Researchers have discovered that astaxanthin is chock-full of antioxidants, which can do wonders for your brain. That’s why it has become the most recommended supplement for seniors suffering from cognitive decline disorders like Alzheimer’s Disease, Parkinson’s Disease, and dementia.

In your brain, astaxanthin leverages its anti-inflammatory properties to help fight against free radicals that are usually responsible for anxiety, stress, panic attack, and depression. It also helps reduce oxidative stress and improves blood flow.

Like tryptophan, astaxanthin helps treat depression through the action of serotonin. It is so effective that one study has revealed that intake of astaxanthin can boost the levels of the hormone serotonin in several key areas of the brain, including the hypothalamus, striatum, frontal cortex, and hippocampus.

If that’s not striking enough, astaxanthin has been found to have anti-aging effects, especially on your skin. But that isn’t all. According to Healthcareweekly, astaxanthin offers incredible health benefits that number more than 15. It boasts anti-cancer attributes, it’s good for your ticker, helps with diabetes, boosts the immune system, and protects your eyes, just to name a few.

Walnuts and Oily Fish (Omega-3)

Fatty fish like mackerel, seabass, and sardine, as well as walnuts, are a great source of omega-3 fatty acids. Well, there’s no shortage of studies that demonstrate how these fabulous fatty acids reduce depression and support brain function. Given that close to 80 percent of the brain itself is composed of lipids, it’s not hard to see why fatty acids play a critical role in its core activity and mental health.

In one particularly interesting study published in the Journal of Epidemiology & Community Health, researchers found that people who consume fish regularly can lessen the risk of depression by 15 percent. Not just that – another study has also confirmed that eating fish heavy in omega-3 can increase the effectiveness of depression medication.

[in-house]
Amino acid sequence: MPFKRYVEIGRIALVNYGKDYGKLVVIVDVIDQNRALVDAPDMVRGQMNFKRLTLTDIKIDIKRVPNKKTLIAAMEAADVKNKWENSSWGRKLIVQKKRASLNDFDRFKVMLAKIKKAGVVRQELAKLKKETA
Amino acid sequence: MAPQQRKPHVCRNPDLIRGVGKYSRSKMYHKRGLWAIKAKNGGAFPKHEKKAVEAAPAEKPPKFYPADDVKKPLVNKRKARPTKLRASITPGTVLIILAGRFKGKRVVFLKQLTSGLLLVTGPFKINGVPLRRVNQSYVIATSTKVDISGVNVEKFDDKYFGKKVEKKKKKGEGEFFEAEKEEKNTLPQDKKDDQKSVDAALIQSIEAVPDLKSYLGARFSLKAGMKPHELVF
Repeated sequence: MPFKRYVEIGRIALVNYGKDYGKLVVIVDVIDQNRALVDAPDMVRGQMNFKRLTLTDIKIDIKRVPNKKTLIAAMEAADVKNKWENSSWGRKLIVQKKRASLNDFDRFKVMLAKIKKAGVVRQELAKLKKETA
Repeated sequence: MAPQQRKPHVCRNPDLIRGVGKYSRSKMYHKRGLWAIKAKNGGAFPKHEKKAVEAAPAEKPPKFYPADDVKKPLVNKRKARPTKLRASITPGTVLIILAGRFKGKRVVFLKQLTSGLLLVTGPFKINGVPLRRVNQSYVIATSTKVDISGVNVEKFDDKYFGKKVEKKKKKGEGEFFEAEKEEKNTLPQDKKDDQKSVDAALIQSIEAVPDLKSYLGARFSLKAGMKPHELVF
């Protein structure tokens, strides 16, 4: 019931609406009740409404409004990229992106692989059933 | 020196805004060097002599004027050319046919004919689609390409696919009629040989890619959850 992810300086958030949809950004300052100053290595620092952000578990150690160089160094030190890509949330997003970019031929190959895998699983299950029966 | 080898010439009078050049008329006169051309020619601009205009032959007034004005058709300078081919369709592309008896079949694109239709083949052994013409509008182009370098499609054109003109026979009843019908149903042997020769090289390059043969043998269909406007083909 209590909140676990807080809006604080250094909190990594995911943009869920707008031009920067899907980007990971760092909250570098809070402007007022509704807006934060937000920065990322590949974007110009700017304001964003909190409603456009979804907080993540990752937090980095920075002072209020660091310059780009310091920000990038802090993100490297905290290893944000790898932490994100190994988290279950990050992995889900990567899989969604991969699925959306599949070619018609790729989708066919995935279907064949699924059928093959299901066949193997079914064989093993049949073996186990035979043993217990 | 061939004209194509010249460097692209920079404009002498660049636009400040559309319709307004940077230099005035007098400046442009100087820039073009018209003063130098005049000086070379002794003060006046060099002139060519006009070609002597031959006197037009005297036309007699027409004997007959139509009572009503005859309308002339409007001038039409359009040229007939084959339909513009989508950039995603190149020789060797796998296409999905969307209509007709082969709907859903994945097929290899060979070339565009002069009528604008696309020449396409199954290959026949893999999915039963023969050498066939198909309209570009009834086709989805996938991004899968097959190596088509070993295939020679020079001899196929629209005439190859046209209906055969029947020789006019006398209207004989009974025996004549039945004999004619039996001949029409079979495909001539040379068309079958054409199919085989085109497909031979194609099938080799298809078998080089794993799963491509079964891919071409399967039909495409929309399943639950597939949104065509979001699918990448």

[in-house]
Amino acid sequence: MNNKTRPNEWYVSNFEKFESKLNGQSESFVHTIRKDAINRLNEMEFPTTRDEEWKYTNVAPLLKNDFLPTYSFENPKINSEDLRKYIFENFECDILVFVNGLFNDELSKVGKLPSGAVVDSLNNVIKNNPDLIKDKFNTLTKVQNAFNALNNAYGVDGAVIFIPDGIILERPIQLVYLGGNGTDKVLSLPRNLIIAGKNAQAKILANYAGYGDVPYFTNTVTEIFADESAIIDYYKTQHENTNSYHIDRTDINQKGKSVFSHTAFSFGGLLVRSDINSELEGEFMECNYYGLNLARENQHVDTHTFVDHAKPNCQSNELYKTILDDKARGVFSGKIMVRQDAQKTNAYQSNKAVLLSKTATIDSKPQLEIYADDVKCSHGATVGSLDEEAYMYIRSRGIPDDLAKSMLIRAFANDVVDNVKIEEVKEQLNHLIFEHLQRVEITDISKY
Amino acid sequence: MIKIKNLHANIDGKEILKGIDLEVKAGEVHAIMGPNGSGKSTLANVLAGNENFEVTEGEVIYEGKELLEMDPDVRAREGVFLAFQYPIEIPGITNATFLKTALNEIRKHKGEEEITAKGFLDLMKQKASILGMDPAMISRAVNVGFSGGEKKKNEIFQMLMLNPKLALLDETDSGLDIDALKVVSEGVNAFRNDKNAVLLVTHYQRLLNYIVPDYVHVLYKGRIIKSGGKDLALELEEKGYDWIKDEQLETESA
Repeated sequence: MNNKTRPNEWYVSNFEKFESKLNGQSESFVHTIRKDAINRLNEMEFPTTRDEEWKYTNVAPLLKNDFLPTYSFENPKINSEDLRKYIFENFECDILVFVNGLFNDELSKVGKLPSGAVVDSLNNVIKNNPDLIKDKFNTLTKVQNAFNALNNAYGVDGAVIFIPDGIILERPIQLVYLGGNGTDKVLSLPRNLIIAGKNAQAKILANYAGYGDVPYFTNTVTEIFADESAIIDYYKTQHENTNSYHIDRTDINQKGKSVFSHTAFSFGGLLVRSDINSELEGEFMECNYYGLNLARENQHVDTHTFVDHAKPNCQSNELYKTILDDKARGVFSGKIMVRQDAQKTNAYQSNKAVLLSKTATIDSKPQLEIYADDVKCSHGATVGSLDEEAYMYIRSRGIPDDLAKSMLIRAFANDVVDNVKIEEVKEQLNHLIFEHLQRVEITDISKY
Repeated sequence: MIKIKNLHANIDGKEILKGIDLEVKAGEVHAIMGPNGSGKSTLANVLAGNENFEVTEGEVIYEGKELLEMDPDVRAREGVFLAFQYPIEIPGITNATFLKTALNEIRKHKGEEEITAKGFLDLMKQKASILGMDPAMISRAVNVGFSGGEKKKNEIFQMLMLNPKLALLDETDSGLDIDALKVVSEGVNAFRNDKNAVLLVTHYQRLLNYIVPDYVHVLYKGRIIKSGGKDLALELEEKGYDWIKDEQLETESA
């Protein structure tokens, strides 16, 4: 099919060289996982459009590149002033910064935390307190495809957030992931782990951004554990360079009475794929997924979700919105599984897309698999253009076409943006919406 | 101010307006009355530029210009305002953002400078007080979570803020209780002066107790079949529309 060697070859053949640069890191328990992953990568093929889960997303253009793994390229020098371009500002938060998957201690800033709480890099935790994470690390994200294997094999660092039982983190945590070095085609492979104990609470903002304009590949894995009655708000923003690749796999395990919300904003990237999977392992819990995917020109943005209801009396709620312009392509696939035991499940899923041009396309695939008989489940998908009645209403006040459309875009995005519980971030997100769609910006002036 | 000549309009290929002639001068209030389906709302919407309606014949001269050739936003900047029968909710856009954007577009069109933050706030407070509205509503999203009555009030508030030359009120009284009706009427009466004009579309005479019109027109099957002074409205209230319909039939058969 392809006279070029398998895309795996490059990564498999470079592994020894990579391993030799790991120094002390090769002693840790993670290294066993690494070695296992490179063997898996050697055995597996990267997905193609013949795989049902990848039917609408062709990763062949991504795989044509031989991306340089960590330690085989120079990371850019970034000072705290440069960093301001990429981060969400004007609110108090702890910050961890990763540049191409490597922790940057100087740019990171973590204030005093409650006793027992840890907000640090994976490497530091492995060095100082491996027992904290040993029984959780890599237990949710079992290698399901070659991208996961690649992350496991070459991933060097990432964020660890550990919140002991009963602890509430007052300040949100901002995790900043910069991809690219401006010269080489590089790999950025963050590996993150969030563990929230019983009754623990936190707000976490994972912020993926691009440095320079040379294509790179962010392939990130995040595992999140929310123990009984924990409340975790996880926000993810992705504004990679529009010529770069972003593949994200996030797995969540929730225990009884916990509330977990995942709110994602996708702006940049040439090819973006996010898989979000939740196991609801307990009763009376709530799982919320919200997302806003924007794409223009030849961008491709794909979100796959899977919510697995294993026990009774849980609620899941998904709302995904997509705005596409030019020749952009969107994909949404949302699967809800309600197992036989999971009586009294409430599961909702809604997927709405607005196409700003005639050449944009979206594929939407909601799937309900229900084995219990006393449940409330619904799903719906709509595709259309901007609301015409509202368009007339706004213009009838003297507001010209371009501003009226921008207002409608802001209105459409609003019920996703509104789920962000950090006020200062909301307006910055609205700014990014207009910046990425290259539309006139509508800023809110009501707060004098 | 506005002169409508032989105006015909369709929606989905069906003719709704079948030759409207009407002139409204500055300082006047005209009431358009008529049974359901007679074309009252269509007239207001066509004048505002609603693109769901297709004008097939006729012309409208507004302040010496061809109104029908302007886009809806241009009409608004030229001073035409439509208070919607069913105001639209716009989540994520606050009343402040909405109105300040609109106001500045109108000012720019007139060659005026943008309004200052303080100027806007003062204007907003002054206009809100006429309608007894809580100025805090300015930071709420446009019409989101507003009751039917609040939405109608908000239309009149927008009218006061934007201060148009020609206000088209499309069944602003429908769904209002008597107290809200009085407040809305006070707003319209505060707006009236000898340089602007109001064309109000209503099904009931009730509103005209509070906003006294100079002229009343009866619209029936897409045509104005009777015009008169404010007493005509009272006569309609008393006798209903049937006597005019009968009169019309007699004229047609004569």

Don’t just limit yourself to fish; you can also try seafood. The good thing is that you can switch to walnuts, and olive oil if you are strictly vegetarian.

Dark Leafy Greens

Major depressive disorders have been linked to severe brain inflammation. Dark leafy greens like Swiss chard, kale, spinach, etc. help protect your body against all types of inflammation. Besides, most veggies and fruits are dense in phytochemicals, minerals and vitamins A, C, E, and K, all which promote a snappy immune system, reduce depression, and fight against cancer.

Avocado

Millennials might receive a lot of criticism for their love for avocado toast, but no one can argue about the benefits. Avocados are the ultimate superfood and brain food. They contain significant amounts of omega-3 fatty acids, oleic acids, dietary fiber, and vitamins B, C, E12 & K.  More specifically, oleic acid increases your brain power, and, according to a ten-year study, it can help reduce severe depressed mood.

As more people look for alternative and natural ways to stay on top of depression, food might prove an unlikely ally. Spruce up your diet with foods rich in antioxidants, tryptophan, good proteins, astaxanthin, omega-3 fatty acids, allium, selenium, and much more. Don’t forget to get plenty of sleep, avoid stress, develop a supportive network and seek professional help.

 

This article was written by Codrin Arsene @ Digital Authority Partners